After eight weeks of participating in theater workshops facilitated by Dan Kwong, Nobuko Miyamoto and Young-Ae Park of Great Leap, community members will present a performance on the impact of environmental pollution on communities of color in Long Beach. Participants integrate a variety of exercises, like improvisational choreography, to express their unique concerns of living in a port city.
“Our Collaboratory artist mentorship program with Long Beach’s Cambodian, Samoan and Tongan community members is really cooking now,” said Miyamoto, who is being honored as an Asian Pacific American Heritage Month “Local Hero” by KCET and Union Bank. “Dan and Young-Ae are creating with youth aged 10 to 16. And I’m working with the elder Cambodian ladies, who are joyful, energetic, and do they have stories! Previously they worked on a project researching pollution in their neighborhoods.”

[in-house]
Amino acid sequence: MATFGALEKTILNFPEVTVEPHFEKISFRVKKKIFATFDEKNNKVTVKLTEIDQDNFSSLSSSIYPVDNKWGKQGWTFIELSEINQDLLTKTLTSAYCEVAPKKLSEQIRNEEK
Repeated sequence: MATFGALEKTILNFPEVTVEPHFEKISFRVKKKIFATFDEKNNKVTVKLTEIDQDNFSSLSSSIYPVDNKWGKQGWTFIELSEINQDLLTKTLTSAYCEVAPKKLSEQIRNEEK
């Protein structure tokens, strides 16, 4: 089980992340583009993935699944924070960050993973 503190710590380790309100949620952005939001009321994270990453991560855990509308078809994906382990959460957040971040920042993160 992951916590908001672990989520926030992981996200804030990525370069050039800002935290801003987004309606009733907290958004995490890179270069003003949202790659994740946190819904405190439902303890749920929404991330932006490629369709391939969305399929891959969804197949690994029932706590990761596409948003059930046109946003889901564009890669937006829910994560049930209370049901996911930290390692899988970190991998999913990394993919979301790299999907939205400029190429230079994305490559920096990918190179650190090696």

This event is free and open to the public. For reservations and information, email email@example.com or visit www.greatleap.org.
Founded in 1978 by Miyamoto, Great Leap is a Los Angeles-based multicultural arts organization that uses art as both performance and creative practice to deepen relations among people of diverse cultures and faiths. It collaborates and creates with professional artists, fosters new leadership in the arts by mentoring emerging artists, and builds community through workshops, residencies and performances.
Most recently, Great Leap has produced environmentally themed videos — “BYO Chopstix,” “Mottainai,” and “Cycles of Change” — that can be viewed on YouTube.